Kolkata has 917 listed heritage buildings in four categories. A Heritage Act for the city was passed in 1997 and this was later extended to cover the whole state. The Kolkata Municipal Corporation has a Director-General in charge of its heritage cell. This cell has the right to declare a building as a heritage structure. The KMC clearly lists out rights and responsibilities of owners of heritage buildings and also funds their maintenance under grants based on applications whose merits are adjudged by a committee. Property Tax is charged at reduced rates for heritage properties and such buildings are often allowed to change their status – for example, from residential to commercial to enable better revenue generation. The entire central business district of Dalhousie Square is now being taken up for restoration, a proposal for which is being drawn up by the School of Planning and Architecture, Delhi.

The capital city of Delhi has a plethora of monuments and as many as 16 civic bodies, government departments and institutions that claim jurisdiction over several of its heritage buildings. It took a battle of ten years for the New Delhi Municipal Corporation to notify its list of 100 heritage buildings, but the Municipal Corporation of Delhi, which has the larger share of historical structures is yet to do so. There is, however, a clear route for protection of most structures, with the Urban Arts Commission playing an important role.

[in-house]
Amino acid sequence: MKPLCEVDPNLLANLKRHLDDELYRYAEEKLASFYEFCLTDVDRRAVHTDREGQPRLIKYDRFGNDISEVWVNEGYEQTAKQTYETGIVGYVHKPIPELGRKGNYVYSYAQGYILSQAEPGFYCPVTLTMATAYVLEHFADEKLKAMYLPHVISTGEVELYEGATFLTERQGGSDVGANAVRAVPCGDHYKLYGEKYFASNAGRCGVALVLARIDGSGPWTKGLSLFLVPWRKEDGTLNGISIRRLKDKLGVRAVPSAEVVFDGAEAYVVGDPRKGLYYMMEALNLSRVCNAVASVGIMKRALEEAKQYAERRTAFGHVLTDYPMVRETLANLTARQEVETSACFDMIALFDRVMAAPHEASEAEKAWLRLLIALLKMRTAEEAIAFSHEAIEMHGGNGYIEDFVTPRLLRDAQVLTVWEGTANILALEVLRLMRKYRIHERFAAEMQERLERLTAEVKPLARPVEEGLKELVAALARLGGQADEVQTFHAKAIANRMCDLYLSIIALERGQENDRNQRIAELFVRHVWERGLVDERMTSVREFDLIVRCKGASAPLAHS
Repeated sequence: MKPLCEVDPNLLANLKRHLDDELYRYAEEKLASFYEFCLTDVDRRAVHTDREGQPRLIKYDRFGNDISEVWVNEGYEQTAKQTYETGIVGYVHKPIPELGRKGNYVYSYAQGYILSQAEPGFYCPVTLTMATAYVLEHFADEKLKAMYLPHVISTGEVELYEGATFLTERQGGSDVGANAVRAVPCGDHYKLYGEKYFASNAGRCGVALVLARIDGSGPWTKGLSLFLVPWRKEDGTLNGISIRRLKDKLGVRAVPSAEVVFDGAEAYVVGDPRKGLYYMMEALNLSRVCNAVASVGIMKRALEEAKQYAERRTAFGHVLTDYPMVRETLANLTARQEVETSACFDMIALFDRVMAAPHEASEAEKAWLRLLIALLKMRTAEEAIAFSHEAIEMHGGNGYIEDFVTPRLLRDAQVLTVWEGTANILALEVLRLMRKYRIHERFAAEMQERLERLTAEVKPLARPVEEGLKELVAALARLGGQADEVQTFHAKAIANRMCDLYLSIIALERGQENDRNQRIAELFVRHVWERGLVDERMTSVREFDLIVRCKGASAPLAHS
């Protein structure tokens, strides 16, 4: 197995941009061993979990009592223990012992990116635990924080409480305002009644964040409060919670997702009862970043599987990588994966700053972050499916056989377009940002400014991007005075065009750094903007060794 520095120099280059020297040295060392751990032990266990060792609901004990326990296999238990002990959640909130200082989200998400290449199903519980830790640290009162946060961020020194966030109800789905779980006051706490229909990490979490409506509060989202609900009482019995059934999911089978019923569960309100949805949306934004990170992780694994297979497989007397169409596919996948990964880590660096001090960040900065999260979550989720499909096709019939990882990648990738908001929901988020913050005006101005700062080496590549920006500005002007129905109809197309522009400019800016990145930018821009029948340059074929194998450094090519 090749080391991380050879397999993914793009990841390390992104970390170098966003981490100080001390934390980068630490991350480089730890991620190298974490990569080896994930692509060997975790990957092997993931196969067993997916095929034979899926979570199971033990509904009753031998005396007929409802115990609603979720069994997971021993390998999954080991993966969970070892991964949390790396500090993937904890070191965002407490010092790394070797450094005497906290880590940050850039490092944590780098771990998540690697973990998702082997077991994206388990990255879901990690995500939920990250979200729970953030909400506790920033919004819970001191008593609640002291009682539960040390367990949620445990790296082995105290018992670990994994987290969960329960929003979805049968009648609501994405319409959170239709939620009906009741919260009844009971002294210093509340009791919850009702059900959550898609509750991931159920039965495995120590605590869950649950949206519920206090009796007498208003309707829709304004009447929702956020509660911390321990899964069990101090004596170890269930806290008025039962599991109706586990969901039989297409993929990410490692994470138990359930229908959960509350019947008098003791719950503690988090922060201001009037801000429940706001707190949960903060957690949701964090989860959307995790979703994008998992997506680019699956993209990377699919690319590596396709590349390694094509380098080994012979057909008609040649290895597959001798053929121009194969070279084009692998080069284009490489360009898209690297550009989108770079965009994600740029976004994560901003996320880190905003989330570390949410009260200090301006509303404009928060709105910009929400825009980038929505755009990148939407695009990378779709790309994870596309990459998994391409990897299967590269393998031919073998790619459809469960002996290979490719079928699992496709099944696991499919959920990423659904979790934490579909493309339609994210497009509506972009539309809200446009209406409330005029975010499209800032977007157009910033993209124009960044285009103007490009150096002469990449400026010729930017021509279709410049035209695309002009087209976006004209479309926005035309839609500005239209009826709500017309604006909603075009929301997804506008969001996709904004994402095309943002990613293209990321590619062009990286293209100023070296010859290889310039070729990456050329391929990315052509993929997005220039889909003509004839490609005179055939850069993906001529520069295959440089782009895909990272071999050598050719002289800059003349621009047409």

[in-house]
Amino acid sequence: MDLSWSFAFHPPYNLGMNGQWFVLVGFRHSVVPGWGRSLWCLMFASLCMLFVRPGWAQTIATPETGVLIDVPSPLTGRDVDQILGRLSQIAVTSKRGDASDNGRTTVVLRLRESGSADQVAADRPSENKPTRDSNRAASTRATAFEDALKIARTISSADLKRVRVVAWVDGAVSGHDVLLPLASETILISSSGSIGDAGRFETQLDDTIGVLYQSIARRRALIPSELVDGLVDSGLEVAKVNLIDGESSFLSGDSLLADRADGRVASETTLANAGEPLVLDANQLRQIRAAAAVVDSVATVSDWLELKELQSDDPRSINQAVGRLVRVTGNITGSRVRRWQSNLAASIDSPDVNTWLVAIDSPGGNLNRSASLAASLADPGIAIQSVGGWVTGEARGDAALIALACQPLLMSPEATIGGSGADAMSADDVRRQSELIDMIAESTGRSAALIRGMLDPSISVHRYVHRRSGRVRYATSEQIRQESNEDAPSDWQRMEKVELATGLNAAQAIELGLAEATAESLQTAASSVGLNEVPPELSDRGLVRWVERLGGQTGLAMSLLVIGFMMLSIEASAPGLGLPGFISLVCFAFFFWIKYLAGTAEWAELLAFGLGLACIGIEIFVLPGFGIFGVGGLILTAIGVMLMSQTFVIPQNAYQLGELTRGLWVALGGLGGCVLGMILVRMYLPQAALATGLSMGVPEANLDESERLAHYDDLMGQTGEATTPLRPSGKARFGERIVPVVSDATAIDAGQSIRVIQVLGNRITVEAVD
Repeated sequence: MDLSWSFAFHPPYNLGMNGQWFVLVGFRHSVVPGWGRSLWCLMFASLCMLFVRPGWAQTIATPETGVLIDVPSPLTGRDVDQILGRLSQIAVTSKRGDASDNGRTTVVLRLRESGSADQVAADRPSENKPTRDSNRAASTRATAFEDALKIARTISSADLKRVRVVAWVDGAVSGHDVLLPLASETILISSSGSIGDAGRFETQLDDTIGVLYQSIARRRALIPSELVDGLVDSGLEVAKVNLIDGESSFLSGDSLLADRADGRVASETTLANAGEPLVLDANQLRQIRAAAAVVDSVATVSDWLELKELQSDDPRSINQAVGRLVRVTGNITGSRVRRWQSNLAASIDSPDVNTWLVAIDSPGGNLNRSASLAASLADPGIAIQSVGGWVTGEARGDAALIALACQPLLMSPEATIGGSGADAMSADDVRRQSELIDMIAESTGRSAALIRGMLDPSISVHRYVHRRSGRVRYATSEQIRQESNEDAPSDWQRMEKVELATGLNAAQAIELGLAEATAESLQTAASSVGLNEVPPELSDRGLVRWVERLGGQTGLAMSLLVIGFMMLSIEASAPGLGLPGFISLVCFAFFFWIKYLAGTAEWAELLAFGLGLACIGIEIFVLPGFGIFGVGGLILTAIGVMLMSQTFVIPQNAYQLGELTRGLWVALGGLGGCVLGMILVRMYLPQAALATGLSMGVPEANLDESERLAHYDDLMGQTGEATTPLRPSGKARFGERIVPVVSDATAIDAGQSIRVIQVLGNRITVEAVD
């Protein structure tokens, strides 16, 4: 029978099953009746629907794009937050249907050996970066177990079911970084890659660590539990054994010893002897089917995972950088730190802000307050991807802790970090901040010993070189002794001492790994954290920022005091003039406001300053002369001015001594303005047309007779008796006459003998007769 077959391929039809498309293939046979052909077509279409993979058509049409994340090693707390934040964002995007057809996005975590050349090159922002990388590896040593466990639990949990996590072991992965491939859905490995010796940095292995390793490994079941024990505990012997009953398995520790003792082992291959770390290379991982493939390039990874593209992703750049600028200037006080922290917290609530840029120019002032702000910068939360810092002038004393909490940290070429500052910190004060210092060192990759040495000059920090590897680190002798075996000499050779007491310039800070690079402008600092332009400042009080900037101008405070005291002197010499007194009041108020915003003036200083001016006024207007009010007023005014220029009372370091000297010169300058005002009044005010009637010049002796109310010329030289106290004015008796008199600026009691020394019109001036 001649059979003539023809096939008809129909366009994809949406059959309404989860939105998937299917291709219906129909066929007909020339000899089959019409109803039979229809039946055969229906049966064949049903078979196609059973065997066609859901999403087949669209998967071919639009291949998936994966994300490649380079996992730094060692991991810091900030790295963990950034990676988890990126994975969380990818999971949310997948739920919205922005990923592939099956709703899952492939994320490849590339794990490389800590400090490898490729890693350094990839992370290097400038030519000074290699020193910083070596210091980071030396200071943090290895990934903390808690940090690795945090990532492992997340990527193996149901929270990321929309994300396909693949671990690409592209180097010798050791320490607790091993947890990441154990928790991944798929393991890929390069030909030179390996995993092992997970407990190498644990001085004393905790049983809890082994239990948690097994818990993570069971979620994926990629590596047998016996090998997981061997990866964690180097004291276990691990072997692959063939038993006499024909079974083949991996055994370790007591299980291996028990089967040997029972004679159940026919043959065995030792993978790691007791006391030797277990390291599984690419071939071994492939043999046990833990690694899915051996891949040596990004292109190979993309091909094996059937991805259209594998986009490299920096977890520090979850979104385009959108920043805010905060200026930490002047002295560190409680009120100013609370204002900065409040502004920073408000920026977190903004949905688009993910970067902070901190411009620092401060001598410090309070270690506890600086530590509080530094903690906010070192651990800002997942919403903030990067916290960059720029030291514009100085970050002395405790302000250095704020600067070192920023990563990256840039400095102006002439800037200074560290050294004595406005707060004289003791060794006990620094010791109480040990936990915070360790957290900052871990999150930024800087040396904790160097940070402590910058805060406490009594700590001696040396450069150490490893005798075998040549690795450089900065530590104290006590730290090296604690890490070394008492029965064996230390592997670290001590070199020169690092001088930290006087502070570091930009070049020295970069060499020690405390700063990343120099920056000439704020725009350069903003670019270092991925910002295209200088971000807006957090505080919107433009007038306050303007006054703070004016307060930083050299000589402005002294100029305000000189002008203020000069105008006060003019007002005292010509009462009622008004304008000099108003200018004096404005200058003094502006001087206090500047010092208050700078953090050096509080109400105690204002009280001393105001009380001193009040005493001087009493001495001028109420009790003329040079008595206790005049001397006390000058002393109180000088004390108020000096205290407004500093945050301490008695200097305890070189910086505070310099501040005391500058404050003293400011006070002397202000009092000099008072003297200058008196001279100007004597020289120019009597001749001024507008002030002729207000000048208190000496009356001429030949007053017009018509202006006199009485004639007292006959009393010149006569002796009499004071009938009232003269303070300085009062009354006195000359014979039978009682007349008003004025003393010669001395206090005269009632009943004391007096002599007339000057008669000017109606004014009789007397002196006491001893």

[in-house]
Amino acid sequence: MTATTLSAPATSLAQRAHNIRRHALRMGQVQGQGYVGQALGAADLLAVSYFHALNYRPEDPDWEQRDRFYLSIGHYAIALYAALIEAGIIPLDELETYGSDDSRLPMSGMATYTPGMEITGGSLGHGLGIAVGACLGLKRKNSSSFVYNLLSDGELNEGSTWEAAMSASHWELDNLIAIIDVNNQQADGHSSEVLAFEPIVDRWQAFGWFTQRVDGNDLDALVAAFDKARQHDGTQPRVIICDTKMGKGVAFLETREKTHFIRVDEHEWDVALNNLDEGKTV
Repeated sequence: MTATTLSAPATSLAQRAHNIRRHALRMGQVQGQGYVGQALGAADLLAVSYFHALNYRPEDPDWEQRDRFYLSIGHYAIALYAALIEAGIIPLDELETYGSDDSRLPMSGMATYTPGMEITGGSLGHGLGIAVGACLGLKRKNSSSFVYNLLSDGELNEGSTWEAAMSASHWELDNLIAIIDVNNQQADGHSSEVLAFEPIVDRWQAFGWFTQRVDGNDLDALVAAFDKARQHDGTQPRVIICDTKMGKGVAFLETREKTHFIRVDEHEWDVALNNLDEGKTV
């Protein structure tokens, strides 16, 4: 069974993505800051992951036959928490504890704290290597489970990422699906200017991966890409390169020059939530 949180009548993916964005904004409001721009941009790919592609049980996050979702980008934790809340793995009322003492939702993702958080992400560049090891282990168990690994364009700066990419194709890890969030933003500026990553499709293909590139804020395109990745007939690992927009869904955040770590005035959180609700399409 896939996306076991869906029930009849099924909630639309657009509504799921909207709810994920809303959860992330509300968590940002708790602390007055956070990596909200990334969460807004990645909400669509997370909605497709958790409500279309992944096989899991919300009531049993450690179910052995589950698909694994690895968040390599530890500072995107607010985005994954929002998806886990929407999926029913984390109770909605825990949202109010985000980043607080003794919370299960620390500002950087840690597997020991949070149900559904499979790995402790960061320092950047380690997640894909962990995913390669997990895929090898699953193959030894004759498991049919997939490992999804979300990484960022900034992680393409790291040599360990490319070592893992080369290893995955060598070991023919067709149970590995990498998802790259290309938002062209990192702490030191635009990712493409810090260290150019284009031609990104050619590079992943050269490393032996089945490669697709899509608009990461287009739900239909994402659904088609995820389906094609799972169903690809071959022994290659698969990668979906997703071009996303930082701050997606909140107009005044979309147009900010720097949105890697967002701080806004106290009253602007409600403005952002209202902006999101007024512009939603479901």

Hyderabad has 151 listed heritage buildings and 30 precincts, including its famous rock formations. This city was perhaps the first to have a heritage movement, as early as 1975. The Heritage Conservation Committee was formed in 1999 and, together with the Hyderabad Urban Development Authority, it is now involved in putting up informative plaques at various locations in the city. Efforts are on to declare the Charminar area a pedestrian zone.

All speakers at the seminar listed certain common problems. The problem of funding was one and it was pointed out that the benefits owners of heritage properties get by way of tax waivers is a pittance compared to the money they will earn by redevelopment. The much-touted transfer of development rights is not the panacea it is believed to be and there are several problems associated with its administration. Lastly, no state except West Bengal really has a Heritage Act and, so, a sudden rethink by any government can mean that protection could be withdrawn from all buildings.

Though it is clear that while other cities have stolen a march on Chennai. Can our CMDA and HCC make up for lost time?

In this issue

Will we follow where they lead?
Not 'no road', but one at two levels
Adaptable re-use
From on the back foot – to a turn for the better
An EPOCH begins in Madras
A group that plans to celebrate Arcot Road
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Listed Heritage Buildings
Other stories